Should "office mate" be one word, in the same vein as "roommate"? I haven't been able to find any reference that addresses this.


It's a noun-noun compound, and they vary in spelling a lot. Officemate, office-mate, office mate, roommate, bed mate, mincemeat, mince-meat, minced meat, etc.

There is no official spelling for such compounds, which are formed ad libitum in spoken English. Whatever looks good to you will work; English readers are mostly cooperative.

If anyone objects, you can write it off as being simply peevage.

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    I'm not sure what "official spelling" means in the context of changing usage, but it may be worth pointing out that my 1983 copy of Chambers has work-mate, whereas the 2011 edition has workmate. Personally, I'd either use workmate or colleague anyway. Office mate sounds a bit clunky to me, however it's spelt. – FumbleFingers Dec 19 '11 at 23:43

Merriam-Webster lists roommate as a word, but neither officemate nor office mate is listed. (My spell-checker flags officemate as wrong.)

As the following Ngram shows, office mate outstrips officemate in usage. (Many of the occurrences of officemate are accounted for by software products of that name.)

office mate vs officemate

  • Remember, Google Ngram Viewer is case-sensitive so OfficeMate is excluded from your chart. – Hugo Dec 20 '11 at 7:03
  • @Hugo But when I look up the examples it gives from the corpus, I see OfficeMATE, Officemate, and, OfficeMate, etc., which is what led me to conclude that many of the contributions were coming from those sorts of sources. – Gnawme Dec 20 '11 at 8:20
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    Yes, care is needed: when you click the link below the case-sensitive Ngram, it takes you to case-insensitive Google Books results. – Hugo Dec 20 '11 at 9:03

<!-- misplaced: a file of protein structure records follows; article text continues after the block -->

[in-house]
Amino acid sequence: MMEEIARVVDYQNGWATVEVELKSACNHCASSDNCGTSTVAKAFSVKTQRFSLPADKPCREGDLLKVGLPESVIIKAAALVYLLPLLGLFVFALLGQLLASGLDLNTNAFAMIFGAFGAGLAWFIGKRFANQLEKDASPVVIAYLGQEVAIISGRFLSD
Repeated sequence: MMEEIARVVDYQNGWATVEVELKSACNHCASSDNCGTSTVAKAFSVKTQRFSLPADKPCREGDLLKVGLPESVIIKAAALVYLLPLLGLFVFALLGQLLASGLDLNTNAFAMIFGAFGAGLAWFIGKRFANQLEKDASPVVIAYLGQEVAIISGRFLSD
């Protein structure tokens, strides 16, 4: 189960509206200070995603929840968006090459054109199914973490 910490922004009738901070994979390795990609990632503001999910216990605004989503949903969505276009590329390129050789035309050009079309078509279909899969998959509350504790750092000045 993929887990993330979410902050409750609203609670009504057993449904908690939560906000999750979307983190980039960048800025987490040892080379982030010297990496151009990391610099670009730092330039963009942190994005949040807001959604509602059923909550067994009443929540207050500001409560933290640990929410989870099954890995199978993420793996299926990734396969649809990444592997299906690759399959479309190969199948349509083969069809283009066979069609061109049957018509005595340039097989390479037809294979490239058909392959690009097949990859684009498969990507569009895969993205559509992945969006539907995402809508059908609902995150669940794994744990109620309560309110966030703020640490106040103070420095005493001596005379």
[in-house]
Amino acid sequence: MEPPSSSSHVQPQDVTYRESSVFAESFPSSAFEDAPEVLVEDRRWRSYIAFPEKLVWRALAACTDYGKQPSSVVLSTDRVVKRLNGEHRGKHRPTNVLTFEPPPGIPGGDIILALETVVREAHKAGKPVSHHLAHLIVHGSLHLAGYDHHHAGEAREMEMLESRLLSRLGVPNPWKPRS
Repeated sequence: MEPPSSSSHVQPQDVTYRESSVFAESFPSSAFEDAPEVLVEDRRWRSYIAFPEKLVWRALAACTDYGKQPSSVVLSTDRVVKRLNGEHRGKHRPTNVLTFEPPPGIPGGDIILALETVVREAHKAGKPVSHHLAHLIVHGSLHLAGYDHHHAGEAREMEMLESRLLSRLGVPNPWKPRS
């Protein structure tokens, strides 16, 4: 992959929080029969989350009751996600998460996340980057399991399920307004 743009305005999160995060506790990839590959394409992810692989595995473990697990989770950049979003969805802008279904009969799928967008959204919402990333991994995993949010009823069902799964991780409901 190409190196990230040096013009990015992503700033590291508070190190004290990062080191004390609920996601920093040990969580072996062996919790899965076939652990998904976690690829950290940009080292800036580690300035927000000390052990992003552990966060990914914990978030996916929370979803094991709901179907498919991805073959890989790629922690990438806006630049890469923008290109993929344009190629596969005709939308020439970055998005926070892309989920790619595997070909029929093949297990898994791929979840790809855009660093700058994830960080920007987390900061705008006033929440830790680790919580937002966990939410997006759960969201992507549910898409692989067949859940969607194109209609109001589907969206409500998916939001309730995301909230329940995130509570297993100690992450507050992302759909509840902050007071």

The OED has an entry called "office-man" that does not appear to be hyphenated in its later uses.

ˈoffice-man †1.1 An officer; an official. Sc. Obs. 1908 J. M. Sullivan Criminal Slang 17 Office man, headquarters detective.    1921 Daily Colonist (Victoria, B.C.) 12 Oct. 16/2 (Advt.), Wanted—position as office man, watchman, warehouse, or place of trust.    1949 Partridge Dict. Underworld 479/1 Office man, a headquarters detective.


I have a feeling that there is a tendency to gradually drop hyphens and move towards a hyphenfree (hyphen-free/ hyphen free) English.

  1. The current trend is toward closed compounds...
  2. In 2007, (the National Geographic) announced cutbacks on hyphen use in compounds...
  3. (The) new sixth edition of the Shorter Oxford English Dictionary, ... has managed to eliminate some 16,000 hyphens out of 600,000 entries. (quoted from the above.)

I would make a decision applying a similar perspective as with the word roommate. By separating the words, office and mate, it seems to emphasize the mate part, which is not the intent in an office context, just like it isn't in a co-habitation context e.g. room mate.

Secondary consideration: Corporate usage. There are numerous examples of major businesses named officemate, a single word. See OfficeMate:

the world's major provider of practice management software for eyecare practices

as well as Officemate International Corporation (OIC):

the leading manufacturer of office essentials...sold at thousands of office product suppliers all over the world.

*This is rather subjective, but I noticed that a prior answer already provided the full ngram treatment.

  • I will mention that both Stack Exchange AND the WordPress spellchecker red line officemate, with office mate the preferred spelling! – Ellie Kesselman Dec 19 '11 at 22:54
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    Most likely because it thinks that you missed hitting the space bar, so it tries to separate the words. – user11550 Dec 19 '11 at 23:26
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    @Mahnax It thinks? Oh if only it could. – Kris Dec 20 '11 at 7:11

Listen to how the word is pronounced. If you hear separate stress on "OFF-ice" and "MATE", then you should certainly treat it as two words.

If you hear only one stress ("OFF-ice-mate"), and if you hear it very often, then you can try writing it as "office-mate". If nobody corrects you then, congratulations, you have played a part in the formation of a new English word.

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